Solar power in Spain
For years, self-produced solar energy was taxed and complicated by the "sun tax" in Spain. In October last year, the country's government finally got rid of that tax when its driving force, the PP party, had to leave because of a corruption scandal. The tax orchestrated by Mariano Rajoy taxed 7% of solar panel installers and limited the amount of energy produced for own use. In practice, one family paid about € 70 a month for this reason to the state regardless of the amount of solar energy used.
Now, the Spanish government has approved a royal decree that clears the solar tax and brings with it a number of measures to produce energy through sustainable means. These include, for example, installing new charging stations for electric cars, cheaper electricity prices, and social discounts on prices - for single parents among others, consumer protection, easier registration for new solar panels less than 100kW and intended for own use, and removal of charges for privately produced energy.
Spain has a new Minister for Sustainable Development called Teresa Ribera. Spain's commitment to switching to renewable energy has received a € 450 million support package from the European Investment Bank to enable Spain to finance its solar and wind energy transition. By 2050, Spain's goal is to switch to fully renewable energy, which is actually a harder target than the EU has. Prior to this, target for 2030 is already 70% renewable energy. Spanish means to achieve the goal include banning new fossil excavation permits. As part of this strategy, public administrations can only rent apartments and buildings with lowest energy consumption. It is possible to achieve this goal, as Spain received one third of its energy from renewable sources such as water, wind, solar and geothermal energy in 2017.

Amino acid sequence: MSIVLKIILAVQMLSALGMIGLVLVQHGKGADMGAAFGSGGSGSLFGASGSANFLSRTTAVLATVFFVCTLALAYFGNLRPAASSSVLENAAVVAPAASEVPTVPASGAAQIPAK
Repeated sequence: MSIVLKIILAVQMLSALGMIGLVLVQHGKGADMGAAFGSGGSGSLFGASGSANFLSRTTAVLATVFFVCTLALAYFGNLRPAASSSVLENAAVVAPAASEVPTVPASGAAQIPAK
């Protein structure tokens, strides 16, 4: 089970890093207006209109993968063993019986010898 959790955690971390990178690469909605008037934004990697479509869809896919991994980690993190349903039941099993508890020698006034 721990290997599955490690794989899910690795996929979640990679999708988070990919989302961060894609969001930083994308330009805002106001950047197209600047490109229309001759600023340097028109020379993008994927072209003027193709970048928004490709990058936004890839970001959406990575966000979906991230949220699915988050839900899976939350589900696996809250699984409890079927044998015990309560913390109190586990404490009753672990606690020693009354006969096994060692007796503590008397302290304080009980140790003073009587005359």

The Spanish climate law is a good example of the implementation of the Paris Agreement, according to UN Secretary-General Christiana Figueres. According to her, the target is long-term, includes an incentive to expand zero-emission technologies and also takes into account the shift of labor, as Spain is also creating new jobs in the field of renewable energies.
Laurence Tubiana, Director of the European Climate Foundation and an expert participating in the drafting of the Paris Agreement, also commented that Spain is demonstrating that it is taking the climate change battle seriously and is ready to become a carbon neutral country.
It remains to be seen whether the decision of the government will hold in the future and whether it is also endorsed by the left-wing party Podemos and the Liberal Party Ciudadanos in order to implement the climate plan.
In 2018, solar energy increased by 94% compared to 2017, and up to 90% of it was self-produced. Over the last five years electricity bills have risen by an average of 20% annually in Spain, and it is likely that prices will continue to rise. The installation of solar panels requires permission from both the electricity supplier and the Spanish State. Iberdrola may issue fines for unauthorized panels. A properly installed solar panel has a lifecycle of up to 30 years. Contrary to popular belief, solar panels do not need direct sunshine to function. They can also produce energy on cloudy days, although the stronger the sunshine the more energy you get. Iberdrola can also buy back the solar energy beyond what is needed by private individuals.